Finding More Time and Energy to Practice Guitar

Many people have trouble finding the time and energy for guitar practice.

They love music and spending time practicing, but with all the other commitments and distractions of modern life, it just doesn’t seem to be happening (either because of time constraints or procrastination).

In this article, find ways to generate more time to practice guitar, as well as many actionable tips on how to show up to your practice with more energy, focus and enthusiasm.  Enact just one or two of what you discover here, and you’ll feel better about your practice life and more empowered to make guitar part of your daily experience.

Finding Time for Yourself

There is really no such thing as “finding time”.

Every minute of the normal day is already taken by something. We are already using all of our time for something or other.

Instead of trying to “find” time, it’s much more practical (and effective) to “make” time.

Something’s Got to Go

In order to fit something else into “the box” that is our day, we must first take something else out.

This means that for everything we want to fit in, something’s got to go.

Want to sleep more? That means you get fewer waking hours.

Want to spend more time with your people?  That may mean less work, TV, or time in the garage.

Want to practice more guitar?  Something’s got to go.

Want to practice more guitar?  Something’s got to go.

Don’t panic just yet! You can baby-step into releasing things from your day. With a gentle strategy that doesn’t make any major changes too quickly, you can tweak your day over the course of a few weeks or months and never even feel the loss.

The Beauty of Non-Negotiables and Reflexive Habits

Someone (I can’t remember who) said, “99% is hard. 100% is easy.”

This doesn’t seem like it would be so, but it is. When we have to decide whether or not to do something, it takes energy and willpower, and those resources are not always willing to be tapped.

Some things, like brushing our teeth or going to the bathroom, we don’t make decisions on. They are “non-negotiables”. They are 100%. No choice necessary. Whether we feel like it or not, they get done.

If you truly want something in your life, make it a non-negotiable.

What helps these non-negotiables to fit into the routine is often what’s called a “reflexive habit”.

A reflexive habit is an action that happens from the cue of something else.

For instance, if you want to go to bed, you first brush your teeth.

In my twenties, I had a hard time making myself floss my teeth. It wasn’t until I made it non-negotiable to floss along with my nightly toothbrushing that it stuck. Now I don’t even think about it. It’s 100%, so it’s easy.  There’s no decision to be made.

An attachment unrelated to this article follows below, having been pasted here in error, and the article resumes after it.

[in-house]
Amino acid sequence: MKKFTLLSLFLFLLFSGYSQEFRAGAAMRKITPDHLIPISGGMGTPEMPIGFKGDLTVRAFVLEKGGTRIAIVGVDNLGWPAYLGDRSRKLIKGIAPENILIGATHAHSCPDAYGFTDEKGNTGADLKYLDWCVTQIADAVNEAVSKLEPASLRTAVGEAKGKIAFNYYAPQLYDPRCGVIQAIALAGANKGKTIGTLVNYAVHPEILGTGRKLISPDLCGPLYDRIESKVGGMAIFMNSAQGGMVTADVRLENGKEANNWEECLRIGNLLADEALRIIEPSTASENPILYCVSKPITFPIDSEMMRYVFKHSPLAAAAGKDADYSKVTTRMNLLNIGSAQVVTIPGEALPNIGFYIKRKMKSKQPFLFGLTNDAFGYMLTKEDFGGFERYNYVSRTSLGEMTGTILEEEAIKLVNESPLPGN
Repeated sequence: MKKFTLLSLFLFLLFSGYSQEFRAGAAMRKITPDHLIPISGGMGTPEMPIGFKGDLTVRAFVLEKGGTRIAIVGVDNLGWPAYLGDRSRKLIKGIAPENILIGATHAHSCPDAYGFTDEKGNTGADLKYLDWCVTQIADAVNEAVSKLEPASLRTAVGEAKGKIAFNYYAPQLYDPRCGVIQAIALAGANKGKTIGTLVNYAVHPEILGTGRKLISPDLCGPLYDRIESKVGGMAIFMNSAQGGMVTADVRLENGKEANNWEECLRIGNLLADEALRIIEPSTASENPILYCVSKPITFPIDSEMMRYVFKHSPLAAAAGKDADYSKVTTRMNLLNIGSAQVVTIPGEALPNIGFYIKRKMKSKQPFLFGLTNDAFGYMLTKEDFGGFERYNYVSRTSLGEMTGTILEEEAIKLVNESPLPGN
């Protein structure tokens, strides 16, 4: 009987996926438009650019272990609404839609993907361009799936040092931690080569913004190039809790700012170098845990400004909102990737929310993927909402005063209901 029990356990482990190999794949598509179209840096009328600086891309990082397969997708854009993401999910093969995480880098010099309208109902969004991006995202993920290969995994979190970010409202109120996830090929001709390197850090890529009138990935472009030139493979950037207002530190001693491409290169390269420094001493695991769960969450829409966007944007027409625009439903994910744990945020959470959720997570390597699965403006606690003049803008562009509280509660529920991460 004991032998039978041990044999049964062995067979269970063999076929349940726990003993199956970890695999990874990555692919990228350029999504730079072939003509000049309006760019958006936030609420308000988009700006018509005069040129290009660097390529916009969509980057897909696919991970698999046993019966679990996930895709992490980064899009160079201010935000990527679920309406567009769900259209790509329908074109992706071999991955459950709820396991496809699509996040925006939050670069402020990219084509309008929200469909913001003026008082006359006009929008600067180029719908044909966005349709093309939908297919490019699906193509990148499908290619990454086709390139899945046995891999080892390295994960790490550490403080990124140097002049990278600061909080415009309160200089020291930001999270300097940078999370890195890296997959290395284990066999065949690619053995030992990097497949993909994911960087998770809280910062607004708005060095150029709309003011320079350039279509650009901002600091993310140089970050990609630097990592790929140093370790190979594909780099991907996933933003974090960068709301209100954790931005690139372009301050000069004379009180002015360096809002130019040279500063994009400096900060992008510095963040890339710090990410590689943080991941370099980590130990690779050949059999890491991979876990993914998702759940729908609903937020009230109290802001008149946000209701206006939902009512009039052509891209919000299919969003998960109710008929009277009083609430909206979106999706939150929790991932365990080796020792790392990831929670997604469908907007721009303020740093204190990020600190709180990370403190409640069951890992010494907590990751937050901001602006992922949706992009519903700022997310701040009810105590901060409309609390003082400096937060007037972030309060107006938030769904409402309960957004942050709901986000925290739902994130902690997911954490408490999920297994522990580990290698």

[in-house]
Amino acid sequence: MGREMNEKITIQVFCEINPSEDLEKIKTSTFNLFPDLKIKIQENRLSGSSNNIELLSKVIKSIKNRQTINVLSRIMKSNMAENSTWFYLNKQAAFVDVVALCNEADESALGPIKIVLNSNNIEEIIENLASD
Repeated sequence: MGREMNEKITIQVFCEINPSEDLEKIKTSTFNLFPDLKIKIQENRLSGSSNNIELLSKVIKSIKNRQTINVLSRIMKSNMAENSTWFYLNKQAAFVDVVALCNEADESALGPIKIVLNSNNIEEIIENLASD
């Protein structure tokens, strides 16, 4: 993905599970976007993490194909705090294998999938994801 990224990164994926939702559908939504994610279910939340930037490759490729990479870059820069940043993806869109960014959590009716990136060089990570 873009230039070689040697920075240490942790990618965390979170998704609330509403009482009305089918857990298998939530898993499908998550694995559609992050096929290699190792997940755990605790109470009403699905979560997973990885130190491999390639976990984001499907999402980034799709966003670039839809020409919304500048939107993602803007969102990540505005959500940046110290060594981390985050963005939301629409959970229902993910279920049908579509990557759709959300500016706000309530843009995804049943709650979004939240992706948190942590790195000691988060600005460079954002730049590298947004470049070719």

If you truly want something in your life, make it a non-negotiable.

If you decide to make guitar practice a non-negotiable reflexive habit, you’ll have better success with it.

Decide when it will happen (first thing in the morning? just after dinner? after the kids go down for the night?). Notice what activity or event is just before your practice time, and use that as your cue to practice.

Another way to describe this is as an ITTT (if that then this) statement. If I just finished dinner, then it’s time for practice.

Caution: Perfectionism is a killer.  The ideal is like the horizon: you can chase it forever and never catch it.  Your imperative could be simply that you pick up the guitar and play one note at your chosen time.  If you want to continue, wonderful.  If not, no big deal.  You’ve fulfilled your personal obligation for the day and can feel good about it.

Know Thyself (and Manage Your Expectations)

One of the biggest saboteurs of a rewarding and gratifying guitar practice life is faulty expectations.

If you think you really “should” be practicing an hour a day, but you can reasonably only get in half that (or less), then you will perpetually feel like you’re failing. And no one can sustain a practice with those guilty feelings lurking around.

The ideal is like the horizon: you can chase it forever and never catch it.

Instead, take a sober and honest view of what you can reasonably do on a particular day, and set that as your expectation. That way, when you do it, you’ll feel good that you’re spending time with something you love and meeting your expectations.

The Curse of Too Much Time

While it’s easy to find examples of having too much to do and being too busy, there’s also another common situation: too much time.

For many recently retired or nest-emptied guitarists, the problem isn’t that there isn’t enough time, but that there isn’t enough structure.

You may have noticed that it can take longer to get your food in an empty restaurant than a full one. This is because it’s often easier to get things done when there’s already momentum. Going from 1 to 2 is easier and takes less effort and initiative than going from 0 to 1.

If you have all afternoon to practice guitar, you very well may get less done and see less improvement than if you only had a half hour.

This is often due to lack of structure. If you want to be effective, be intentional and follow a plan.

Create structure for more effective practice.

Even if you do have loads of time, act like you don’t. Set an amount of time to practice (you can always go longer if you like), and be focused and “on point” for that time period.

Having a practice plan can help you feel more successful in your work, and can ensure that you’re getting everything done that you set out to do.